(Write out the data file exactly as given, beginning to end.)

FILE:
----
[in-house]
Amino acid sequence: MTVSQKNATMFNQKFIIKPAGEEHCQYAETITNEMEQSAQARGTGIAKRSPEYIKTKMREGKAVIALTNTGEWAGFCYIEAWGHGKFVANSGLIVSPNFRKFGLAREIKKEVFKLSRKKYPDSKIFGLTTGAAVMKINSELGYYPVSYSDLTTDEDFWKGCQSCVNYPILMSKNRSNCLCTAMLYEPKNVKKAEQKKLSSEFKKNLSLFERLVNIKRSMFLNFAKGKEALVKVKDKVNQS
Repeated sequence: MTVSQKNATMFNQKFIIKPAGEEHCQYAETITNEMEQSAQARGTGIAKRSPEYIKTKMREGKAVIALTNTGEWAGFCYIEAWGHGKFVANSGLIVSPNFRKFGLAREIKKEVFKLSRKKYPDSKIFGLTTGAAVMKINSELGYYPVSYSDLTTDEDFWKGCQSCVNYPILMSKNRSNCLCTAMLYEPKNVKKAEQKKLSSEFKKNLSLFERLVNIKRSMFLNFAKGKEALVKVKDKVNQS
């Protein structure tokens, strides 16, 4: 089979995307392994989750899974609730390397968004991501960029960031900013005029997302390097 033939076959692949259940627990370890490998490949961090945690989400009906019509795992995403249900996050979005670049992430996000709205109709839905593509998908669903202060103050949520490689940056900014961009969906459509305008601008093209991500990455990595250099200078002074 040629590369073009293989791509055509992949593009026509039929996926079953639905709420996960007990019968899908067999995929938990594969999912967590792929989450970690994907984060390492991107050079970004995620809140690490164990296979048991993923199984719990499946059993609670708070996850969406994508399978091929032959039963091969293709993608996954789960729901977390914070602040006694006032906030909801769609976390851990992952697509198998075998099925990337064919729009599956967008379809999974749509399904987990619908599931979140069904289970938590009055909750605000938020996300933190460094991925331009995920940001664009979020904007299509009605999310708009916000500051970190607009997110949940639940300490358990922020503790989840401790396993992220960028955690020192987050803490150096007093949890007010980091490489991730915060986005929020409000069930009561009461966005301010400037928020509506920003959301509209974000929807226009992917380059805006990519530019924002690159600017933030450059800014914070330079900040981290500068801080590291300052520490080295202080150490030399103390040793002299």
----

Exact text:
[in-house]
Amino acid sequence: MTVSQKNATMFNQKFIIKPAGEEHCQYAETITNEMEQSAQARGTGIAKRSPEYIKTKMREGKAVIALTNTGEWAGFCYIEAWGHGKFVANSGLIVSPNFRKFGLAREIKKEVFKLSRKKYPDSKIFGLTTGAAVMKINSELGYYPVSYSDLTTDEDFWKGCQSCVNYPILMSKNRSNCLCTAMLYEPKNVKKAEQKKLSSEFKKNLSLFERLVNIKRSMFLNFAKGKEALVKVKDKVNQS
Repeated sequence: MTVSQKNATMFNQKFIIKPAGEEHCQYAETITNEMEQSAQARGTGIAKRSPEYIKTKMREGKAVIALTNTGEWAGFCYIEAWGHGKFVANSGLIVSPNFRKFGLAREIKKEVFKLSRKKYPDSKIFGLTTGAAVMKINSELGYYPVSYSDLTTDEDFWKGCQSCVNYPILMSKNRSNCLCTAMLYEPKNVKKAEQKKLSSEFKKNLSLFERLVNIKRSMFLNFAKGKEALVKVKDKVNQS
């Protein structure tokens, strides 16, 4: 089979995307392994989750899974609730390397968004991501960029960031900013005029997302390097 033939076959692949259940627990370890490998490949961090945690989400009906019509795992995403249900996050979005670049992430996000709205109709839905593509998908669903202060103050949520490689940056900014961009969906459509305008601008093209991500990455990595250099200078002074 040629590369073009293989791509055509992949593009026509039929996926079953639905709420996960007990019968899908067999995929938990594969999912967590792929989450970690994907984060390492991107050079970004995620809140690490164990296979048991993923199984719990499946059993609670708070996850969406994508399978091929032959039963091969293709993608996954789960729901977390914070602040006694006032906030909801769609976390851990992952697509198998075998099925990337064919729009599956967008379809999974749509399904987990619908599931979140069904289970938590009055909750605000938020996300933190460094991925331009995920940001664009979020904007299509009605999310708009916000500051970190607009997110949940639940300490358990922020503790989840401790396993992220960028955690020192987050803490150096007093949890007010980091490489991730915060986005929020409000069930009561009461966005301010400037928020509506920003959301509209974000929807226009992917380059805006990519530019924002690159600017933030450059800014914070330079900040981290500068801080590291300052520490080295202080150490030399103390040793002299």